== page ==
REVIEW – A United Kingdom


Humanity sucks. There, I said it. It’s out there. As a species, we are the worst thing that could possibly happen to a planet outside of the selfie stick. And we’re the worst thing that can happen to each other as well, as we’ve seen countless times.

A United Kingdom is just one of the movies that explores how much of an ass we are to one another, by exploring the love story between an African heir and a British typist, and the hordes of rich, important people doing everything they could to destroy that relationship. So, definitely the feel good story of the summer then.

The film follows the true story of Seretse Khama, the heir in a long line of royal chieftains to rule the impoverished nation of Bechuanaland (modern day Botswana). While studying in London, Khama met Ruth Williams, the daughter of a salesman and a clerk. Despite the differences in status and the taboo nature of interracial relationships at the time, Seretse and Ruth bonded over a love of jazz music and eventually married. This marriage would enrage the tribal elders of Bechuanaland, the British government and, perhaps most pivotally, the government of South Africa that had recently introduced a new set of laws called apartheid and were none too pleased about the interracial rulers next door. The film follows the Khamas as they try to lead their country amid mounting pressures from all the internal and external forces that opposed them.

The main strength of this film comes through the acting, and in particular the acting of the two leads. David Oyelowo, for the 2nd time in as many months, has brought a real life character to life in a really engaging way in Seretse Khama. Unlike in Queen of Katwe, however, his character is the focal point, and Oyelowo is more than up for the challenge. Khama comes across as a tolerant, friendly and noble man who is unwilling to bow down to bigotry or anyone who seeks to use and control him and his people, and this is mostly down to Oyelowo’s subtle but powerful performance.

Alongside him, Rosamund Pike is outstanding as Khama’s controversial bride, Ruth. Pike is another actor that delivers understated and underappreciated performances on a regular basis, and this is another as she shows the strength and vulnerability of Ruth. The primary cast is rounded out by a couple of British aristocrats who appear throughout the film as a mouthpiece for the Government, including Tom Felton (Draco Malfoy himself) as Rufus Lancaster and Jack Davenport as Sir Alistair Canning.

You always know the Government is going to be a pain in the ass when Jack Davenport shows up.

The film also features some really strong emotional moments that do really work. And there are some beautiful shots of Bechuanaland once the film goes there (rather than focusing on London). If sweeping shots of giraffes and rhinoceros roaming the sub-Saharan plains and sunsets falling over the silhouette of acacia trees is your sort of thing, then there’s plenty of wonderful cinematography at times to be seen here.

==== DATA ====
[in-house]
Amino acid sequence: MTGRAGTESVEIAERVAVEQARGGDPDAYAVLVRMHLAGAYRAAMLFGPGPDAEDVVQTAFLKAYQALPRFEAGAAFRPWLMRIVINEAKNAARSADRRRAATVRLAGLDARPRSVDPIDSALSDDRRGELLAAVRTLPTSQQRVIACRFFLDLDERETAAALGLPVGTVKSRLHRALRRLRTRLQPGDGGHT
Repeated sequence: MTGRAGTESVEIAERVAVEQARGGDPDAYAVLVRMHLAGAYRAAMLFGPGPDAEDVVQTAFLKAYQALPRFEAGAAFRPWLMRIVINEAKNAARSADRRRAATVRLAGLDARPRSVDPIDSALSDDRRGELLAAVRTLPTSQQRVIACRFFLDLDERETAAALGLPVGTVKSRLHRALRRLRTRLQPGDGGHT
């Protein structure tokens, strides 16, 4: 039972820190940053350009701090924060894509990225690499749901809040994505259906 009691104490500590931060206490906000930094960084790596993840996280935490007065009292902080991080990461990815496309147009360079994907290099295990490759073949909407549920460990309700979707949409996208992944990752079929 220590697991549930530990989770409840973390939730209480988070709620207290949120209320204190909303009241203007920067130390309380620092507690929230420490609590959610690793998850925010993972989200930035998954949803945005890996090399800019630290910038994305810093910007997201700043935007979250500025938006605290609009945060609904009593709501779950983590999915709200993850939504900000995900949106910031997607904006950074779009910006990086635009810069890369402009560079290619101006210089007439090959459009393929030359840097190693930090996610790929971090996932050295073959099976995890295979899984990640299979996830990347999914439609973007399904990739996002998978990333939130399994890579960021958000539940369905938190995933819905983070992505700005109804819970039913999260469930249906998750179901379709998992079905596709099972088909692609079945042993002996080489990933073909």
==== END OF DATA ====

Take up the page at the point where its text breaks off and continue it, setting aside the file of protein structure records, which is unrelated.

The problem, however, with this film is that the story is stretched rather thin. My thoughts upon leaving this film was that it contained about enough story to fill about 3 quarters of a great movie.  The film doesn’t know what to do with all the extra time its got after the main story is told, so (for example) it forces David Oyelowo and Tom Felton to have a conversation that they already had 2 scenes ago to be repeated with different wording. Which is a waste of time and talent and film really. The end result of this is that this is a movie that has plenty of scenes that are suitable for a toilet break.

If you ever wanted to try out a giant soda, this might be the movie for you

And the thing is, there were things they could have done. A very interesting subplot involving a mining company moving into the Bechuanaland mountains was running in the background and we got the minimum amount of information about that plot. It was glossed over, and by going into a little more depth it could have fixed the problems with this movie.

Still, it was a very good film and if you’re into British/Botswanan/Race history or want to see a sweet love story this Christmas, I could recommend this movie for you.

3.8/5 – It had its issues and it was nothing groundbreaking or new, but this was a fine movie.


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